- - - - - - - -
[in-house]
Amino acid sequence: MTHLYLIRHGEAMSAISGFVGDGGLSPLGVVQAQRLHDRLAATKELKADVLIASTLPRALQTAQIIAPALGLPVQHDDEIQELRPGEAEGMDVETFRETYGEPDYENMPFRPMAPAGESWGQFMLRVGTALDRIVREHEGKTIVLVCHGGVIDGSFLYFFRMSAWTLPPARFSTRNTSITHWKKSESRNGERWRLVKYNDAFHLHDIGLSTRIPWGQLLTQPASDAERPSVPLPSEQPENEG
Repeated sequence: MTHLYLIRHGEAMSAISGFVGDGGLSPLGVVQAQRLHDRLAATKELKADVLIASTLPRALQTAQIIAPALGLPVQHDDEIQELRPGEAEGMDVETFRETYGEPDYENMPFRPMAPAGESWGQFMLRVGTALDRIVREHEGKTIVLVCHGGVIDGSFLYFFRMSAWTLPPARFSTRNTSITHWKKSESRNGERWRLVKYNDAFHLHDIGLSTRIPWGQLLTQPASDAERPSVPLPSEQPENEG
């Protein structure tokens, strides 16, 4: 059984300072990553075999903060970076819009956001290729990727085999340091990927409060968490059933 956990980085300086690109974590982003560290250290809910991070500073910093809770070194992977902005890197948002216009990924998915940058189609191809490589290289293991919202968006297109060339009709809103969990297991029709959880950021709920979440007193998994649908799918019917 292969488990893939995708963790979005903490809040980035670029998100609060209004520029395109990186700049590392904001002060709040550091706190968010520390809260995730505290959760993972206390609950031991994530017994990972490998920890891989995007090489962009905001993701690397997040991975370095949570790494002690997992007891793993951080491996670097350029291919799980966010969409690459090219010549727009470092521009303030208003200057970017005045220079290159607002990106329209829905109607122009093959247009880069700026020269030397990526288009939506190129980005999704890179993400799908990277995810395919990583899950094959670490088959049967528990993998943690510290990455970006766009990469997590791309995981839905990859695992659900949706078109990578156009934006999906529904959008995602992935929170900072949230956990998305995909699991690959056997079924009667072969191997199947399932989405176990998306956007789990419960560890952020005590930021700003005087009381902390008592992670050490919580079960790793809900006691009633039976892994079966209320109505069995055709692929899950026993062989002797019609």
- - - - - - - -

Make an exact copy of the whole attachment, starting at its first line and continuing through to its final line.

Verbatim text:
[in-house]
Amino acid sequence: MTHLYLIRHGEAMSAISGFVGDGGLSPLGVVQAQRLHDRLAATKELKADVLIASTLPRALQTAQIIAPALGLPVQHDDEIQELRPGEAEGMDVETFRETYGEPDYENMPFRPMAPAGESWGQFMLRVGTALDRIVREHEGKTIVLVCHGGVIDGSFLYFFRMSAWTLPPARFSTRNTSITHWKKSESRNGERWRLVKYNDAFHLHDIGLSTRIPWGQLLTQPASDAERPSVPLPSEQPENEG
Repeated sequence: MTHLYLIRHGEAMSAISGFVGDGGLSPLGVVQAQRLHDRLAATKELKADVLIASTLPRALQTAQIIAPALGLPVQHDDEIQELRPGEAEGMDVETFRETYGEPDYENMPFRPMAPAGESWGQFMLRVGTALDRIVREHEGKTIVLVCHGGVIDGSFLYFFRMSAWTLPPARFSTRNTSITHWKKSESRNGERWRLVKYNDAFHLHDIGLSTRIPWGQLLTQPASDAERPSVPLPSEQPENEG
């Protein structure tokens, strides 16, 4: 059984300072990553075999903060970076819009956001290729990727085999340091990927409060968490059933 956990980085300086690109974590982003560290250290809910991070500073910093809770070194992977902005890197948002216009990924998915940058189609191809490589290289293991919202968006297109060339009709809103969990297991029709959880950021709920979440007193998994649908799918019917 292969488990893939995708963790979005903490809040980035670029998100609060209004520029395109990186700049590392904001002060709040550091706190968010520390809260995730505290959760993972206390609950031991994530017994990972490998920890891989995007090489962009905001993701690397997040991975370095949570790494002690997992007891793993951080491996670097350029291919799980966010969409690459090219010549727009470092521009303030208003200057970017005045220079290159607002990106329209829905109607122009093959247009880069700026020269030397990526288009939506190129980005999704890179993400799908990277995810395919990583899950094959670490088959049967528990993998943690510290990455970006766009990469997590791309995981839905990859695992659900949706078109990578156009934006999906529904959008995602992935929170900072949230956990998305995909699991690959056997079924009667072969191997199947399932989405176990998306956007789990419960560890952020005590930021700003005087009381902390008592992670050490919580079960790793809900006691009633039976892994079966209320109505069995055709692929899950026993062989002797019609």